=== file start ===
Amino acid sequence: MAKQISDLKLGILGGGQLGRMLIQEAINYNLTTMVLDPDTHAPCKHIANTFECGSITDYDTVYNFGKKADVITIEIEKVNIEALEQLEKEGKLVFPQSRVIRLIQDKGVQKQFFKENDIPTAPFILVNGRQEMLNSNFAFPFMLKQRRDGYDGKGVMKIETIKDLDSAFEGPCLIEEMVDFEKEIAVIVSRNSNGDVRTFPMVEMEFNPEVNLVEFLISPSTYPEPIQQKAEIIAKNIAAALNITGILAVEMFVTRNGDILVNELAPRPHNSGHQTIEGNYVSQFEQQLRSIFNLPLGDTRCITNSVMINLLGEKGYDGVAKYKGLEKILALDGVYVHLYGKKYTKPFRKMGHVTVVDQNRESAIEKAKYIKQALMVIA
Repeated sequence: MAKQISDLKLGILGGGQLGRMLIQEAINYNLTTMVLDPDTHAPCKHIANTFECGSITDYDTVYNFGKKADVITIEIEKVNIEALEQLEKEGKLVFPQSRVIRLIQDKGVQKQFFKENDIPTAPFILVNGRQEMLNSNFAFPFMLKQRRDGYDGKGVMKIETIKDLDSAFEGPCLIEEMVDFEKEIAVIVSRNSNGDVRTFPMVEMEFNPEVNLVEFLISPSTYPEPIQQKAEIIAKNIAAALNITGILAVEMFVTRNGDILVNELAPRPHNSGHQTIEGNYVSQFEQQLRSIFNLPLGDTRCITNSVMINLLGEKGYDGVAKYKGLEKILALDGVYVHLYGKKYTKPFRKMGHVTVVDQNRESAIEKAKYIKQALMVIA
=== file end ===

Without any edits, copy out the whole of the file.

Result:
Amino acid sequence: MAKQISDLKLGILGGGQLGRMLIQEAINYNLTTMVLDPDTHAPCKHIANTFECGSITDYDTVYNFGKKADVITIEIEKVNIEALEQLEKEGKLVFPQSRVIRLIQDKGVQKQFFKENDIPTAPFILVNGRQEMLNSNFAFPFMLKQRRDGYDGKGVMKIETIKDLDSAFEGPCLIEEMVDFEKEIAVIVSRNSNGDVRTFPMVEMEFNPEVNLVEFLISPSTYPEPIQQKAEIIAKNIAAALNITGILAVEMFVTRNGDILVNELAPRPHNSGHQTIEGNYVSQFEQQLRSIFNLPLGDTRCITNSVMINLLGEKGYDGVAKYKGLEKILALDGVYVHLYGKKYTKPFRKMGHVTVVDQNRESAIEKAKYIKQALMVIA
Repeated sequence: MAKQISDLKLGILGGGQLGRMLIQEAINYNLTTMVLDPDTHAPCKHIANTFECGSITDYDTVYNFGKKADVITIEIEKVNIEALEQLEKEGKLVFPQSRVIRLIQDKGVQKQFFKENDIPTAPFILVNGRQEMLNSNFAFPFMLKQRRDGYDGKGVMKIETIKDLDSAFEGPCLIEEMVDFEKEIAVIVSRNSNGDVRTFPMVEMEFNPEVNLVEFLISPSTYPEPIQQKAEIIAKNIAAALNITGILAVEMFVTRNGDILVNELAPRPHNSGHQTIEGNYVSQFEQQLRSIFNLPLGDTRCITNSVMINLLGEKGYDGVAKYKGLEKILALDGVYVHLYGKKYTKPFRKMGHVTVVDQNRESAIEKAKYIKQALMVIA